The leaning tower of Pisa is placed in the Pisa city of the Tuscany region in western Italy. This tower is the last element of the ceremonial complex in the Piazza Dei Miracoli. In addition, this medieval architectural project, which celebrates Italy culture, features a Cathedral complex housing four more monuments – The Cathedral of Pisa, the Bell Tower of Pisa, the Monumental Cemetery, and the Baptistry. We bring some amazing facts about the Leaning Tower of Pisa that you would not have encountered before. So don’t forget to get your Italy visa online to enjoy this fascinating tour to browse these amazing structures in Pisa city.
Unique architectural style & design
A medieval architecture masterpiece built in the Romanesque style. The architects who were involved in designing and building this tower are Bonanno Pisano, Gherardo di Gherardo, Giovanni Pisano, and Giovanni di Simone with the first phase attributed to Bonanno Pisano and Gherardo di Gherardo, and the second phase attributed to Giovanni Pisano and Giovanni di Simone.
The leaning tower was part of a bigger project.
Don’t be surprised here. The leaning tower was not a standalone, independent project but a part of a bigger project that was conceptualized to represent the bell tower of the Cathedral of Santa Maria Assunta. The architectural complex involves four other structures: the Cathedral, its Bell Tower, the cemetery, and the Baptistry. This leaning tower was the last structure built on the site.
It took 2 centuries to construct this tower.
It took an incredible 199 years approximately to complete the entire construction of the leaning tower of Pisa. The construction kicked off in 1173 and winded up in 1372. The tower has witnessed several critical battles in the region, so the construction was halted intermittently. The construction of this tower was split into three phases, with the first phase lasting till 1272. During phase 2, the battle of Meloria took place, halting the construction again. From 1284 to 1319, the last floor was added to the tower completing the final phase of the construction. The bell chamber officially marked the construction as completed several years later, in 1372.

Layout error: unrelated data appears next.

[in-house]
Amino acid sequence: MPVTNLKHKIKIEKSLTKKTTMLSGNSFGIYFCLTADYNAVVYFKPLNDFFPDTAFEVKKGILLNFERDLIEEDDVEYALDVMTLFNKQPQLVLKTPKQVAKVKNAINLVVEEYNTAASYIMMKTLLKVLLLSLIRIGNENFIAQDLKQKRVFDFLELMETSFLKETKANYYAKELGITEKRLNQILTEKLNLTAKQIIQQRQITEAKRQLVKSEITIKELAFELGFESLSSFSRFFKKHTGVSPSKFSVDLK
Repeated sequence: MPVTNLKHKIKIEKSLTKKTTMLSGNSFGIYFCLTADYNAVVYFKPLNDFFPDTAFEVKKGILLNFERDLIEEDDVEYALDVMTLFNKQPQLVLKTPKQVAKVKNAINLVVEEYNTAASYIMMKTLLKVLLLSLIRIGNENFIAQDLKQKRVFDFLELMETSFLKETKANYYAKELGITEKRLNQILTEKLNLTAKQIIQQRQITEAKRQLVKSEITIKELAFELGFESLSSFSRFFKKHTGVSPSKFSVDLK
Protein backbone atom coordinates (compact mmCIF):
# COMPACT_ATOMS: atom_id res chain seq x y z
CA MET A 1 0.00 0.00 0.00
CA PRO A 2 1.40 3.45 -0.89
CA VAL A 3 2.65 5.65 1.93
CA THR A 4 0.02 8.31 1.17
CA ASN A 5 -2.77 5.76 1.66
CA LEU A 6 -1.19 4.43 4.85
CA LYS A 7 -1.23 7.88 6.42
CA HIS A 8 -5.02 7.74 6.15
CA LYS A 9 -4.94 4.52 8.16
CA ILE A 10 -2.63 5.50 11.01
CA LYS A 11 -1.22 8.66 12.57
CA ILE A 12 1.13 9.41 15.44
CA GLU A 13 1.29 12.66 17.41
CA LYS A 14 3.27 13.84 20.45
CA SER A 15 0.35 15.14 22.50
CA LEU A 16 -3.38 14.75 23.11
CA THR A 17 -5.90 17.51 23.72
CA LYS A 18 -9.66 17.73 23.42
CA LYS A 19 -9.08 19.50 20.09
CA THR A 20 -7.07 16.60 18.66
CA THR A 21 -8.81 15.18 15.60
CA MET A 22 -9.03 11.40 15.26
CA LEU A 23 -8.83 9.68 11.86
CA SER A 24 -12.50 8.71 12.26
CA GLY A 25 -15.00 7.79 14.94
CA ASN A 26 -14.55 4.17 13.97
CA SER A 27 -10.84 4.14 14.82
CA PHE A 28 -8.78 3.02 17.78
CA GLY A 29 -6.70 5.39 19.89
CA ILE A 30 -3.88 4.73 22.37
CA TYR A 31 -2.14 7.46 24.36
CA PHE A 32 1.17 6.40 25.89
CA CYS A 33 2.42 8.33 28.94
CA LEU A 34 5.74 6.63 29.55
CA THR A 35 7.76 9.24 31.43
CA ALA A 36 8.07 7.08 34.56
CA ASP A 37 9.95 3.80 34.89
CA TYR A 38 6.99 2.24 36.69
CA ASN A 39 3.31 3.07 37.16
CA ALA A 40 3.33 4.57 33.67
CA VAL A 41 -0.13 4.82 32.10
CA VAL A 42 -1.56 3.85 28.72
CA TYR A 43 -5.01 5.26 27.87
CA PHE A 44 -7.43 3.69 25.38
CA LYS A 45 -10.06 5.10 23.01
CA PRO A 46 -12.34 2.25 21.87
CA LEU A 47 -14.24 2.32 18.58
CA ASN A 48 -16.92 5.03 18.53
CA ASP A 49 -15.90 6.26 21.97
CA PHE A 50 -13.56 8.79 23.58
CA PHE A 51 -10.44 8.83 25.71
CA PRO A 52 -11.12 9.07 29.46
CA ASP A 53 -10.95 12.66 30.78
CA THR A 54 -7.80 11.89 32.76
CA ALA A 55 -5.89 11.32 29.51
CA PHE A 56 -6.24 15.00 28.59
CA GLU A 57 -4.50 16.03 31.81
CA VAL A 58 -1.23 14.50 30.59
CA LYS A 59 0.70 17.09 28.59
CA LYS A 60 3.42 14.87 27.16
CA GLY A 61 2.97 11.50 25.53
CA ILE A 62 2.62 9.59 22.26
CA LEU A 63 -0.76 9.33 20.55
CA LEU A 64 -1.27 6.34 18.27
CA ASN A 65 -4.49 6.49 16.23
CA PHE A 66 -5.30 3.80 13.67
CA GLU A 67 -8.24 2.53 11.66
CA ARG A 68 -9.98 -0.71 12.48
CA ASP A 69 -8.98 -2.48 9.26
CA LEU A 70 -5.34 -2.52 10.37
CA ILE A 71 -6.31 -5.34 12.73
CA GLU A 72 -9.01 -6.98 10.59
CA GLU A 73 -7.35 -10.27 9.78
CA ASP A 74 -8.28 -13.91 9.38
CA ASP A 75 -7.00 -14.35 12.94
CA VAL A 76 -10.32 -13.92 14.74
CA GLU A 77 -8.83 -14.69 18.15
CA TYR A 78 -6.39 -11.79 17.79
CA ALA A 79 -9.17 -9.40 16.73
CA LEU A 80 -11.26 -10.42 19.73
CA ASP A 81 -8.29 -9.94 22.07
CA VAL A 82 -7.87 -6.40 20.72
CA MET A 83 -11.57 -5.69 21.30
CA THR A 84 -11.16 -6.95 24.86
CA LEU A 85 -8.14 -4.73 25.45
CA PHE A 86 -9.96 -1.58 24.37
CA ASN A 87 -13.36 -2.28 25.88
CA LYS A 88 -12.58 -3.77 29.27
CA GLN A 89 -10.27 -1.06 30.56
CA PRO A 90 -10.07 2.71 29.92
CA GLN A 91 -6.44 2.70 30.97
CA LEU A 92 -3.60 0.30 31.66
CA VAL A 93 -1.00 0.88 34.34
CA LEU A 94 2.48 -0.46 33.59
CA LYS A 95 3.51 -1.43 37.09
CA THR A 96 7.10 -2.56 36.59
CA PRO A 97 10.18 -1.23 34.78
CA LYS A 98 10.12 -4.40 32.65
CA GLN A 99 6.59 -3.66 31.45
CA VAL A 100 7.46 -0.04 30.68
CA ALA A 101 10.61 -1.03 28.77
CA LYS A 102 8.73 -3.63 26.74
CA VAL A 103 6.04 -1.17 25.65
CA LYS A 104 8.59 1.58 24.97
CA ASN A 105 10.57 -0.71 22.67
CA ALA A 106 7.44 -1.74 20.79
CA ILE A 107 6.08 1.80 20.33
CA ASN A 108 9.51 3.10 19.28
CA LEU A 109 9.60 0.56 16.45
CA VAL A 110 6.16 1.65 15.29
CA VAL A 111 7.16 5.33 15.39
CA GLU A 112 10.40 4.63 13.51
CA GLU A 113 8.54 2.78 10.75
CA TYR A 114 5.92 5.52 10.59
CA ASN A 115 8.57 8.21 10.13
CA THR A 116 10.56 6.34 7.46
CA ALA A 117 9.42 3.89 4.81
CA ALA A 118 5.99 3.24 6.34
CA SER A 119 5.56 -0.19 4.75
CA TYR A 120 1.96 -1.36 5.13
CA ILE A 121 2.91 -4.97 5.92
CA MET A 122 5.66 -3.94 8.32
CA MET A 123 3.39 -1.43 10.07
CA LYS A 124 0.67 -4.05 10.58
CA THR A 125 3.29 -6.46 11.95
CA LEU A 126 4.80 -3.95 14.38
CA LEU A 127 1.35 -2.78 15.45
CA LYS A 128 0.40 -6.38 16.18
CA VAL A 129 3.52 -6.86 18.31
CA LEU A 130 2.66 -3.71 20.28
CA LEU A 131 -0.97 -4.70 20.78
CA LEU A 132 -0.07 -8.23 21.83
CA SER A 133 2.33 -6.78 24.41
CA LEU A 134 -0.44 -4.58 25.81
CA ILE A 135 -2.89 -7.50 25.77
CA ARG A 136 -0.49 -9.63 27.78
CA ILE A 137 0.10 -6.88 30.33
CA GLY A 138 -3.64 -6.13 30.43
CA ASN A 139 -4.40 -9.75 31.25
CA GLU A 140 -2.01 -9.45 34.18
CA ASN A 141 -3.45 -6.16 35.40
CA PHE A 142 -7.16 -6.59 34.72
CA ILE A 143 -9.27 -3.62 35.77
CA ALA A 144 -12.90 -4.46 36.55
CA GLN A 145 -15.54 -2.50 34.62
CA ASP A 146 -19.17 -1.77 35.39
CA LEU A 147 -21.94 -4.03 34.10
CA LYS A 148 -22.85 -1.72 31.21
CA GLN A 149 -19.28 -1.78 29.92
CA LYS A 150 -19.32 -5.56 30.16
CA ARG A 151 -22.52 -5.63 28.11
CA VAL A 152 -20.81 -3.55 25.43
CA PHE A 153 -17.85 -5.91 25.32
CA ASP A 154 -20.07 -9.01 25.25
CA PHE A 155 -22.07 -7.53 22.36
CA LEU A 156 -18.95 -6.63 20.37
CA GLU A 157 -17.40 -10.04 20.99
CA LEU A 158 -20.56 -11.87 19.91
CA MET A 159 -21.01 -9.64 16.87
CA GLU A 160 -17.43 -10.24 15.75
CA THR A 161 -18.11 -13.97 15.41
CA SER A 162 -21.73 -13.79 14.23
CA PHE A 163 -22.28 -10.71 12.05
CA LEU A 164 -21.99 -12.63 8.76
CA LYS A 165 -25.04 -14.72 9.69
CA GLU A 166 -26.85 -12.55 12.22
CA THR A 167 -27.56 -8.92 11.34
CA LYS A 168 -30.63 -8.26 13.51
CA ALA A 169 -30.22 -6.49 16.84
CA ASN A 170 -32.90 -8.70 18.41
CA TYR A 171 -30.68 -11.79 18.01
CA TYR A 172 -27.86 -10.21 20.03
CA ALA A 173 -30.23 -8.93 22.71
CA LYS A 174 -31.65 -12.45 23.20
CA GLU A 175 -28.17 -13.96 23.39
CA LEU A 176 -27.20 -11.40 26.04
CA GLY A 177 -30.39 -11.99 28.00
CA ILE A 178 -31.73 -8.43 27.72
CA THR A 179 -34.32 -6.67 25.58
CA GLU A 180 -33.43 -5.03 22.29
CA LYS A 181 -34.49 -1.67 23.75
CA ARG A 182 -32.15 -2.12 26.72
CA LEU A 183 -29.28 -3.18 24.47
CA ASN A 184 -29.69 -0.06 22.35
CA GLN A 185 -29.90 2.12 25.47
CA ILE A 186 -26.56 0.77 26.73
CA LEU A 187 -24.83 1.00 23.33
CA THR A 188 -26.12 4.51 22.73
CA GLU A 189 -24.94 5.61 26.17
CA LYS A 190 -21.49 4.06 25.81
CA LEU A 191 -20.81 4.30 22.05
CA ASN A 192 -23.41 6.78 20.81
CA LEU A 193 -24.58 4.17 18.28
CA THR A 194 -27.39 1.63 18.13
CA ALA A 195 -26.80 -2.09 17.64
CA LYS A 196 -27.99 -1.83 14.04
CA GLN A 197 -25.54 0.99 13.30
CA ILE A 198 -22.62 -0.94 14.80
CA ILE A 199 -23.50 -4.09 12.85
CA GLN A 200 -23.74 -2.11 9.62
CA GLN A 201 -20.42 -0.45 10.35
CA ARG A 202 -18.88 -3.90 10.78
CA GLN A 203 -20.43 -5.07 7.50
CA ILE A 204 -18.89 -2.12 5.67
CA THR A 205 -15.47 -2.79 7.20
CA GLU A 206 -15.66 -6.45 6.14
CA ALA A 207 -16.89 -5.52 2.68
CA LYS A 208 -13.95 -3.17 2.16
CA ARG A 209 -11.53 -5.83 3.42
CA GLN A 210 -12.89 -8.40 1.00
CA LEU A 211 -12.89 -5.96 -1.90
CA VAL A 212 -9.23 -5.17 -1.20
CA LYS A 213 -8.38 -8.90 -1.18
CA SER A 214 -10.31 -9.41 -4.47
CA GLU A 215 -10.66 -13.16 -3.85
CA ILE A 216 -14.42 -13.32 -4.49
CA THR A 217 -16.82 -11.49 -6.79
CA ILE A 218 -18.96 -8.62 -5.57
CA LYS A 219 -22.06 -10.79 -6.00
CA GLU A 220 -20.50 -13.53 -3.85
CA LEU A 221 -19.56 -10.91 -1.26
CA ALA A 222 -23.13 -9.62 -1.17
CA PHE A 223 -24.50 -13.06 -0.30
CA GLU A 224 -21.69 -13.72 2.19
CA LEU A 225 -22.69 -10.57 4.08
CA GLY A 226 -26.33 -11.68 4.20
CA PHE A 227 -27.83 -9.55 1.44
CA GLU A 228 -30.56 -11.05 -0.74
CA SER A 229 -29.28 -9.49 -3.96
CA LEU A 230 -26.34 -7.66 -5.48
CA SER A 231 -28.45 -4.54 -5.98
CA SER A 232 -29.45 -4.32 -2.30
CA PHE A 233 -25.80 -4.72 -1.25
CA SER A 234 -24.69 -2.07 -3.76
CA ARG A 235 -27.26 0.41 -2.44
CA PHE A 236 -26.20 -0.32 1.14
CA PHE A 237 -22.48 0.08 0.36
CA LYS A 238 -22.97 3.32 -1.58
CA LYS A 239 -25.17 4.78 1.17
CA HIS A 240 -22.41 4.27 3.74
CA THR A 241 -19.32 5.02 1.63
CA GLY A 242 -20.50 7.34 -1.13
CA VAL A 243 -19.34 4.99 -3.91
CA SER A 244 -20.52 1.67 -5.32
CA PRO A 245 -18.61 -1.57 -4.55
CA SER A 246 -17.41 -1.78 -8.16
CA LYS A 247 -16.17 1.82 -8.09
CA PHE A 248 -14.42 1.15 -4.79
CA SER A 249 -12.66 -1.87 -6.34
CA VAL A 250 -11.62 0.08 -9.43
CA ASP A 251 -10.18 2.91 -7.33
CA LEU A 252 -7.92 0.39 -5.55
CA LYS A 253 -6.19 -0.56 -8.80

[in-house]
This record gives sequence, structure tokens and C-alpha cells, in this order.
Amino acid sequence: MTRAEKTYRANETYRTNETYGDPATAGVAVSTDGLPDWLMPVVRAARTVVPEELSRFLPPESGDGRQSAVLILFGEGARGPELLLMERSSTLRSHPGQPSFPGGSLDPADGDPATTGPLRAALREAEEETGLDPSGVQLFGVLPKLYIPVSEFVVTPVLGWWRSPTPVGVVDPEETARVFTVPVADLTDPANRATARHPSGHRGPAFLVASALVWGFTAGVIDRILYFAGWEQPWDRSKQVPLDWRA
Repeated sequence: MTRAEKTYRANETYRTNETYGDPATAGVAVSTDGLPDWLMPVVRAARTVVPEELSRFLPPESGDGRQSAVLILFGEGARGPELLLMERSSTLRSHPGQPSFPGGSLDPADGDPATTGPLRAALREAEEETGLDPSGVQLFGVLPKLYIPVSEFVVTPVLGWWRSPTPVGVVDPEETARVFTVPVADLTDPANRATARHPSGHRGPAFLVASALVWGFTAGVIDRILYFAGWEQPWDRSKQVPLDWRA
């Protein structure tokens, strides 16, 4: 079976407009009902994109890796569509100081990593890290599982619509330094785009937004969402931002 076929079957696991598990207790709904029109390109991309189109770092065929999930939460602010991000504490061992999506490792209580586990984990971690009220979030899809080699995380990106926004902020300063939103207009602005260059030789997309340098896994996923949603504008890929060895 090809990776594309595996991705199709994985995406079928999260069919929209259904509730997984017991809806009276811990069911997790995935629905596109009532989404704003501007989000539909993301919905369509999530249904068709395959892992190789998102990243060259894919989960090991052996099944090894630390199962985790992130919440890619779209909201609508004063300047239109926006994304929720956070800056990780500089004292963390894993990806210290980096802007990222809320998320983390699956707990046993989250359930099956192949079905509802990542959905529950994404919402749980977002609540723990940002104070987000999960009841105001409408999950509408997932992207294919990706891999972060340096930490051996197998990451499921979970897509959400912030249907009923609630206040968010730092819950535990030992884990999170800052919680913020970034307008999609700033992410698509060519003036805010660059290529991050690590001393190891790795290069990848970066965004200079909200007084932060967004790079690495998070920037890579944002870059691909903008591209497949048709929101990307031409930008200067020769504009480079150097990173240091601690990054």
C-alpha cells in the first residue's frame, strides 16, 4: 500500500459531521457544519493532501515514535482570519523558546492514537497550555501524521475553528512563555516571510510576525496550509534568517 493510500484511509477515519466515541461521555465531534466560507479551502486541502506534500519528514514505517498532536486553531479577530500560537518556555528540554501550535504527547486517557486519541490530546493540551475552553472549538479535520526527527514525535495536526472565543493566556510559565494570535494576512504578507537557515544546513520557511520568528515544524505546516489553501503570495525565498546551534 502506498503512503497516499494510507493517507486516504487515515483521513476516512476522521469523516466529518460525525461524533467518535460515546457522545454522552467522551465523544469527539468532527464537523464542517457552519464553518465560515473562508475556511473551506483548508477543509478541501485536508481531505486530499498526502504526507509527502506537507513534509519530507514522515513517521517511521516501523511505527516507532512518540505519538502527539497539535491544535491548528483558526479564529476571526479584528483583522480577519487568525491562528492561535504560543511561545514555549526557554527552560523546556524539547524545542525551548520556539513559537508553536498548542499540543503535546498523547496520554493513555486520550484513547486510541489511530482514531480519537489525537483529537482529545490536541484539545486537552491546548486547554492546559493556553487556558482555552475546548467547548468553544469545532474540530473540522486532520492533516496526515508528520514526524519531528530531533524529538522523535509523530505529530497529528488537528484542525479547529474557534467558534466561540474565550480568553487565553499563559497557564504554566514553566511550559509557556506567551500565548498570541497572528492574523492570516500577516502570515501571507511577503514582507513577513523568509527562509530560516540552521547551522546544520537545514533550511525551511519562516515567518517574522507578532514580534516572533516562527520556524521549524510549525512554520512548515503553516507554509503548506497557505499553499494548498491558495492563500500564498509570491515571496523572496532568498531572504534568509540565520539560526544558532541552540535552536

The original reason behind the construction
The last element in the monumental architectural complex in the Squares of Miracles was initially created to envy Pisa city among the tourist population. However, the 11th century saw the successful sacking of the Sicilian Palermo, and the governor of Pisa released an order to start the construction of the Cathedral complex.
The initial structure was not meant to be lean.
This tower’s initial structure and design were to build a straight vertical tower. However, the titling or leaning of this tower when the second floor was completed and the bad soil underneath it made it tilt or lean towards the north. The area’s terrain is majorly made of clay, making it not solid enough to hold on to such a tall building. In addition, the tower foundations were created only 3 meters deep. Many researchers have also concluded that if the construction of the leaning tower of Pisa was not done in phases, we might not have a vertical leaning structure today. In fact, the three phases allowed the soil to settle down below else; this structure would have cured itself much earlier.